he works of the Martinican psychiatrist and philosopher Frantz Fanon and the impact on South Africa's post-apartheid political choices of President Nelson Mandela were discussed in two documentary films screened Sunday at the 5th International Film Festival of Algiers (Fica).
Presented as part of the official competition of the festival dedicated to the committed film, "Concerning Violence" by Göran Hugo Olsson of Sweden and "Mandela, The Myth and I" by Southeast African Khalo Matabane proposed two different treatments of the legacy of two figures of the struggle for equality and dignity.
Produced in 2014, the 75-minute "Concerning Violence" is meant to be a "tribute" and "illustration" of the work "The Wretched of the Earth" (1961) Fanon, through a reading of the most striking passages of this book on the anti-colonial struggles and the place of violence in them, accompanied by Swedish newspaper old images of independence fighters in Angola, Tanzania or in Guinea-Bissau.
Chanted by Afro-American singer and actress Lauren Hill, the extracts from Fanon's book (on the intrinsic violence of the colonial system, or that necessary in the struggle for decolonization) are accompanied by interviews of leaders of the liberation movements in those African countries and of ordinary fighters.
In a more personal record and with a critical view, Khalo Matabane speaks to his "childhood hero," Nelson Mandela, in an attempt to understand the consequences of his policy of reconciliation between the Black and White South Africans during his single term as president (1994-1999).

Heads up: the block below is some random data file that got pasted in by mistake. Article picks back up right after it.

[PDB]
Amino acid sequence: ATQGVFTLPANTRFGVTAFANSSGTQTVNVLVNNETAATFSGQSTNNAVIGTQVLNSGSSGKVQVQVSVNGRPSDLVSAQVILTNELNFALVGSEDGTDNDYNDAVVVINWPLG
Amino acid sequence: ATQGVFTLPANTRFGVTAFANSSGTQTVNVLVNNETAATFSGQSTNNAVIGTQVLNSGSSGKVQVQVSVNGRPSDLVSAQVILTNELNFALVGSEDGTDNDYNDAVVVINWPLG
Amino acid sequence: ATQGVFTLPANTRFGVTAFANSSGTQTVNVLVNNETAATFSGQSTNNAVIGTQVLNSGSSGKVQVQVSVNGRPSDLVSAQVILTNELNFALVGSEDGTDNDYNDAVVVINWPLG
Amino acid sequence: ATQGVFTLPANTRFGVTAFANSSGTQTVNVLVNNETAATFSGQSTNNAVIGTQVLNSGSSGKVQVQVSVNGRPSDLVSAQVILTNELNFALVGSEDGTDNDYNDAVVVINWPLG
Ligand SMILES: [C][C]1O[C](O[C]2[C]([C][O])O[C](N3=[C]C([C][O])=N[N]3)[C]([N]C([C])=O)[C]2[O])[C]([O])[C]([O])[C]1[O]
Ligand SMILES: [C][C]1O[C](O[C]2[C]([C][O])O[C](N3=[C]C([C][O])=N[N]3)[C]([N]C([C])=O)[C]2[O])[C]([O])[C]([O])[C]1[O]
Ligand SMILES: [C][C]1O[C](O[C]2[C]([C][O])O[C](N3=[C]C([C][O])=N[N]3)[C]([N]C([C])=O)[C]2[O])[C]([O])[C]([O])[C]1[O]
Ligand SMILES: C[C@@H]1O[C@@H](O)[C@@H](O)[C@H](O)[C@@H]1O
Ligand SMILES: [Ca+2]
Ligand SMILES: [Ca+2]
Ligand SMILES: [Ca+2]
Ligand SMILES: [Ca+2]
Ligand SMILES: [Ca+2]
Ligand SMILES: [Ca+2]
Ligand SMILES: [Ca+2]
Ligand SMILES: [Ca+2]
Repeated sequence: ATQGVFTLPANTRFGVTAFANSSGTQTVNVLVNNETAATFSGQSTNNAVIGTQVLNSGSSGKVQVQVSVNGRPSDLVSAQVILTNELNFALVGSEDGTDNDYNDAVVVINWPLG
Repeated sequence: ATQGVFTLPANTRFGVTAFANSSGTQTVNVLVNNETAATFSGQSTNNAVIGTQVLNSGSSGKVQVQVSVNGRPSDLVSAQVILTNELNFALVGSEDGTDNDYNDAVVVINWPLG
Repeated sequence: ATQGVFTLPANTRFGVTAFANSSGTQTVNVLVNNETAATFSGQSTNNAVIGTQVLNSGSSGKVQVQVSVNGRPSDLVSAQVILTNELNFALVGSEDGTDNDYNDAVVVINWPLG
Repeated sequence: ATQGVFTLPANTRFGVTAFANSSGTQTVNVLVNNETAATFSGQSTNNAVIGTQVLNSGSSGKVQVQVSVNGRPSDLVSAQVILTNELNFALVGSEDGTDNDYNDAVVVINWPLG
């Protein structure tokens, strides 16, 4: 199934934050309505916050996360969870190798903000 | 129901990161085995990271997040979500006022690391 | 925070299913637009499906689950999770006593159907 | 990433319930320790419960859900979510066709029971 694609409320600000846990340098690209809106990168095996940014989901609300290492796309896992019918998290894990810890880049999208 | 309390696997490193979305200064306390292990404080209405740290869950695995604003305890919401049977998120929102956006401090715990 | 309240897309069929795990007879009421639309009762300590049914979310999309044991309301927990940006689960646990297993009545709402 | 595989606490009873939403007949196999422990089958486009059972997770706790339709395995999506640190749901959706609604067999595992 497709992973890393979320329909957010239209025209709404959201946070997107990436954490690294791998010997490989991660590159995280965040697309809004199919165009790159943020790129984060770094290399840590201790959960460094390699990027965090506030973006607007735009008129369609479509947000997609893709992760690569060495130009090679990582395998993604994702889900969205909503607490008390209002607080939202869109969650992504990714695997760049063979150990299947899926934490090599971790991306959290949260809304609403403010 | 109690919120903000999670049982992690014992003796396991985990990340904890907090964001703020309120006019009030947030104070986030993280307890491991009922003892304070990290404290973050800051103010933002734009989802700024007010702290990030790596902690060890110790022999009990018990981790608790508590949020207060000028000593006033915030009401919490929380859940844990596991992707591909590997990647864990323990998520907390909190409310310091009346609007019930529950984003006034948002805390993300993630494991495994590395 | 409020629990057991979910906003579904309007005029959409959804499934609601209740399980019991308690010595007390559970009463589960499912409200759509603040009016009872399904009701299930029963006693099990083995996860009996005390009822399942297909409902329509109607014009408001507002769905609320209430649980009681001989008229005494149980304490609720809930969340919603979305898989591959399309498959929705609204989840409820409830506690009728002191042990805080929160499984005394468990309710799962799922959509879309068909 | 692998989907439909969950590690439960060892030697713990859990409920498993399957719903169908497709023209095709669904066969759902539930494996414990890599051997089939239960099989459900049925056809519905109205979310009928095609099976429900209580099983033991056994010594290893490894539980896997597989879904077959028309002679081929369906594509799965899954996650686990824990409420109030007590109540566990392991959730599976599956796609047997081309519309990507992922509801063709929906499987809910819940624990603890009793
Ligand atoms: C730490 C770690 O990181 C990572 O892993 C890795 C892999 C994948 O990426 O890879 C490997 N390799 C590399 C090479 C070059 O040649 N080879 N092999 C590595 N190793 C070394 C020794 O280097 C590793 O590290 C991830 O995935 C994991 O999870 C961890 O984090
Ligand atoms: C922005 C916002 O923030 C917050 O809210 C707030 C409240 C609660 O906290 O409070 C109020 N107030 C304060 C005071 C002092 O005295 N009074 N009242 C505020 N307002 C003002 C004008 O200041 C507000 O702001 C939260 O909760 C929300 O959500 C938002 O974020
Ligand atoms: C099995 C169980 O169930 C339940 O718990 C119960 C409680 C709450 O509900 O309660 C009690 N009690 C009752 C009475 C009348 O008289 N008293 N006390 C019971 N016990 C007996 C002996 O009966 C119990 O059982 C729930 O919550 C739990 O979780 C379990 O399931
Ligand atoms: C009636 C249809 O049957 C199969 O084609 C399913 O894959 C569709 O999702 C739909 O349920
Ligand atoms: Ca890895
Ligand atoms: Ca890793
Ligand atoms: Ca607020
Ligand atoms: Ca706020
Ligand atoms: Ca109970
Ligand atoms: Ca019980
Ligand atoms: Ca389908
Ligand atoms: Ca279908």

In this documentary, dubbed "brave" by many of the public at the El Mouggar theatre, the director questions the anti-apartheid activists, foreign politicians or parents of victims of racist crimes, trying to draw a portrait of Mandela far from the "sanctified" leader by the West.
With balanced words, "Mandela, The Myth and Me" (2013, 86mn) evokes the questions of pardon, the need for revenge of some victims or the reality of the equality of the White and Black in South Africa today.
The documentary ends with the testimony of young South Africans whose formula "Today, we are free but not equal" refers to the need to continue the struggle of Mandela, while offering a critical and lucid judgment about these political choices.
Eight documentaries and eight fictions are competing in 5th Fica that continues until December 18.